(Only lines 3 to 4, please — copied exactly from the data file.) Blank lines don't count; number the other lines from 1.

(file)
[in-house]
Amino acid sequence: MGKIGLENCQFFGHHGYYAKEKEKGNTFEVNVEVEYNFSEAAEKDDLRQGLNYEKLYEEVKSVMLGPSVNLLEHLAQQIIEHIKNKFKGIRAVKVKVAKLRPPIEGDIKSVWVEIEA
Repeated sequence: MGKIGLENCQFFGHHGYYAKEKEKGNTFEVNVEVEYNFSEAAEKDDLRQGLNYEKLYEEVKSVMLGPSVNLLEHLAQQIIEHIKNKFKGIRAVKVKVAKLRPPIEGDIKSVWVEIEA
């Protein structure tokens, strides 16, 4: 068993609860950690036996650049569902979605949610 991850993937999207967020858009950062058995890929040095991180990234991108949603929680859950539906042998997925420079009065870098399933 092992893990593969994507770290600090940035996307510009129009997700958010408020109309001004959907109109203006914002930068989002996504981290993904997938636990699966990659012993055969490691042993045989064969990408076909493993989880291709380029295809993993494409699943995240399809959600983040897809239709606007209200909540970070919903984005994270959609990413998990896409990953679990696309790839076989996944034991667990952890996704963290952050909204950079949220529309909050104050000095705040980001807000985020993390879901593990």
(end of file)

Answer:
Repeated sequence: MGKIGLENCQFFGHHGYYAKEKEKGNTFEVNVEVEYNFSEAAEKDDLRQGLNYEKLYEEVKSVMLGPSVNLLEHLAQQIIEHIKNKFKGIRAVKVKVAKLRPPIEGDIKSVWVEIEA
């Protein structure tokens, strides 16, 4: 068993609860950690036996650049569902979605949610 991850993937999207967020858009950062058995890929040095991180990234991108949603929680859950539906042998997925420079009065870098399933 092992893990593969994507770290600090940035996307510009129009997700958010408020109309001004959907109109203006914002930068989002996504981290993904997938636990699966990659012993055969490691042993045989064969990408076909493993989880291709380029295809993993494409699943995240399809959600983040897809239709606007209200909540970070919903984005994270959609990413998990896409990953679990696309790839076989996944034991667990952890996704963290952050909204950079949220529309909050104050000095705040980001807000985020993390879901593990």